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Russian military amasses 265,000 troops near the Ukrainian border

Tensions are high in eastern Europe, as Russia continues to place troops near its border with Ukraine.

Russian military amasses 265,000 troops near the Ukrainian border
AP Photo
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As tensions increase between Russia and Ukraine, Russia has now stationed 265,000 troops within 400 km of the border. A new assessment of troop movements by the Ukrainian Secretary of the National Security and Defense Council Oleksiy Danilov reveals that Russian military activity has only increased in recent days.

Danilov revealed the numbers of the Russian forces build-up during a visit to the Ivano-Frankivsk region, the Ukrainian state-run news agency Ukrinform reported on Wednesday.

“As for the number of troops… To date, what we see is 122,000 Russian troops located at 200 km and 143,500 at 400 km within this radius of our border,” said Danilov. The number of troops comes to a total of 265,000.

Speaking to the press, Danilov said that the situation at the border has not been calm since 2014 when separatist fighting began, but Ukrainian President Vladimir Zelenskiy and the country’s military leadership insist that they have the situation “under control.”

In 2014, Russia annexed Crimea and began supporting an insurgency in the Donbas region of eastern Ukraine.

“We understand what is happening there, and in the event of an escalation — which can’t happen instantly, relatively speaking within a today, we need to prepare for this — we are monitoring all this,” the agency secretary said.

Danilov’s assessments represent an increase in Russia’s troop presence, where previous assessments placed the number of forces near the Ukrainian border between 80,000 and 110,000.

At the presser, Danilov touted the passage of Ukrainian legislation called Presidential Bill No. 5557 “On the Fundamentals of National Resistance,” which codified into law Ukraine’s organizations for public response in the event of an invasion. The law will go into effect on Jan. 1, 2022, and effectively serves as an equivalent to the U.S.’s Defense Production Act.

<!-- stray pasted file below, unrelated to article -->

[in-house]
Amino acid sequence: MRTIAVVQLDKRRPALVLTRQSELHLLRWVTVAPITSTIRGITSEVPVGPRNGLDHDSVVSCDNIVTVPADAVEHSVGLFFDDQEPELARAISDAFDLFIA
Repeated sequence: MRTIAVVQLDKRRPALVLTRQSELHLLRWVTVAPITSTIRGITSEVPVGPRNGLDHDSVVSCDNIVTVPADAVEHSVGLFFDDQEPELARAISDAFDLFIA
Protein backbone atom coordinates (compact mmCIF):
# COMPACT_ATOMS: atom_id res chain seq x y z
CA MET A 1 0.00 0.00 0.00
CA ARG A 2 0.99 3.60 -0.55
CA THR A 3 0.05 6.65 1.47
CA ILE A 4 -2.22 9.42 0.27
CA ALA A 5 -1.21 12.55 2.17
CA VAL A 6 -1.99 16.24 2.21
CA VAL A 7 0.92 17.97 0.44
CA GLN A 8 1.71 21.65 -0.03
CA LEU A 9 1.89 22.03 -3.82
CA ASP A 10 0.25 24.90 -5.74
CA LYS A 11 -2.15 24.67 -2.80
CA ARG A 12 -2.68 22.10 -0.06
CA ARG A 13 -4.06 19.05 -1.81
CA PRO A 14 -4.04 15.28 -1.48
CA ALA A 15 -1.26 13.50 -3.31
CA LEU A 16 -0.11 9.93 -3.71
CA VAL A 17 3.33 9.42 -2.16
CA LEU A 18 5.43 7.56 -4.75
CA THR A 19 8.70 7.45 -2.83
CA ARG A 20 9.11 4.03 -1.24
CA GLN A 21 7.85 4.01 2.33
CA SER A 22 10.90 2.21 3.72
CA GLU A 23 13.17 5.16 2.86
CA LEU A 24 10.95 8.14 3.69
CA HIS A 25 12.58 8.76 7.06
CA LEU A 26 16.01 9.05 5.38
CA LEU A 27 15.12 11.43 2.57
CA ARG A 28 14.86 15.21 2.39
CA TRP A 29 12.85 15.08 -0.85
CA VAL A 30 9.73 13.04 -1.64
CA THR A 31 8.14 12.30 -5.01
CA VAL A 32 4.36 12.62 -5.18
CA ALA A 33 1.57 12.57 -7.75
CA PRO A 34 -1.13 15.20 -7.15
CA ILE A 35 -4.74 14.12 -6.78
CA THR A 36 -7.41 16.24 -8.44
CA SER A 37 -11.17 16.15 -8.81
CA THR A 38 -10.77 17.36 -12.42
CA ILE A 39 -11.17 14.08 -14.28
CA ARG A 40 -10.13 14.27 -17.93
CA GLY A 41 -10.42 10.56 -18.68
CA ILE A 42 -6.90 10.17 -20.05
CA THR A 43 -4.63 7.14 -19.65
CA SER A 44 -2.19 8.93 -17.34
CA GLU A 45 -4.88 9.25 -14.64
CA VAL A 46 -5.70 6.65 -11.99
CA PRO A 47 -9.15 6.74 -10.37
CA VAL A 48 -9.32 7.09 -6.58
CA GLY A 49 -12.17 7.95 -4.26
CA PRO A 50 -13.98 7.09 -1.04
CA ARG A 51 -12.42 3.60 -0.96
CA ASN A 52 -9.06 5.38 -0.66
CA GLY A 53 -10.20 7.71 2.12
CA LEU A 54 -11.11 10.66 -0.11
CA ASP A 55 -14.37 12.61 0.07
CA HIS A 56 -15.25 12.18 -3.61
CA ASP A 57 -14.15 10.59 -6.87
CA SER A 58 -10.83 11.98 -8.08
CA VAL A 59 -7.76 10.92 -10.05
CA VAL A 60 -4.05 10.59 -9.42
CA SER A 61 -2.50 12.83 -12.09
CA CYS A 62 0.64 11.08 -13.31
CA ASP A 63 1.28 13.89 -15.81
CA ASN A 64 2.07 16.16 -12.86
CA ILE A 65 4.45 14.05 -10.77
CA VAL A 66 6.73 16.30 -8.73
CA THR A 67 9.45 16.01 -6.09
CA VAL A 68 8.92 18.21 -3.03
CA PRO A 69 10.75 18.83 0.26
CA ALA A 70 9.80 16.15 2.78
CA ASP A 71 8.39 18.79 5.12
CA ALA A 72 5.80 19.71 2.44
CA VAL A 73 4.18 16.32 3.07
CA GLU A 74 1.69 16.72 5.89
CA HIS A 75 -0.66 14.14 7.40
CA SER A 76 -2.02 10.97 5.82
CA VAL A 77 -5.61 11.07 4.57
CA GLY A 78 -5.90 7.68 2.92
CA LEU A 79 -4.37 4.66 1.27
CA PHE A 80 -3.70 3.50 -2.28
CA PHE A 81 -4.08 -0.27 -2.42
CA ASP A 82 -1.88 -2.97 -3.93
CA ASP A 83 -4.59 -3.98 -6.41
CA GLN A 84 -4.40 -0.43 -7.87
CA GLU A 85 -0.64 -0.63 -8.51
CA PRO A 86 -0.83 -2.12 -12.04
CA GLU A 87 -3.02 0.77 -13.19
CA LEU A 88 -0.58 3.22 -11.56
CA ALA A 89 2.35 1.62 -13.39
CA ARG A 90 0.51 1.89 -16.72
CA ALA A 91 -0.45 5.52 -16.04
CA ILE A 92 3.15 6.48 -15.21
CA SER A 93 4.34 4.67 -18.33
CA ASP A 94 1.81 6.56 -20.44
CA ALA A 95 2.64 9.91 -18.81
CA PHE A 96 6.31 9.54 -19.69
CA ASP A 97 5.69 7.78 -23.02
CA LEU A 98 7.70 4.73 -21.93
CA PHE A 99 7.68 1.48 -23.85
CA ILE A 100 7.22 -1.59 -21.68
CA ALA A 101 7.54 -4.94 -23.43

“We have additional resources, and the territorial defence, if necessary, will repel the aggressor,” he said of the wartime law. “Weapons must remain lubricated. I wish we don’t have to use them, but if necessary, all citizens know what to do.”

The Russian forces build-up at the border has sparked fears that Russia could be planning an invasion of Ukraine. Earlier in December, U.S. Secretary of State Anthony Blinken claimed that the U.S. has evidence Russia is planning to do exactly that.

“We’re deeply concerned by evidence that Russia made plans for significant aggressive moves against Ukraine,” Blinken said. “The plans include efforts to destabilize Ukraine from within, as well as large scale military operations.”

“Now we’ve seen this playbook before. In 2014, when Russia last invaded Ukraine. Then, as now, they significantly increased combat forces near the border,” he continued. “Then, as now, they intensified disinformation to paint Ukraine as the aggressor to justify preplanned military action. We’ve seen that tactic again in just the past 24 hours. In recent weeks, we’ve also observed a massive spike, more than 10-fold, in social media activity pushing anti-Ukrainian propaganda approaching levels last seen in the lead up to Russia’s invasion of Ukraine in 2014.”

On December 3, Biden administration officials speaking to the Washington Post on the condition of anonymity claimed that Russia is planning to call for a military offensive against its neighbour as soon as early 2022.

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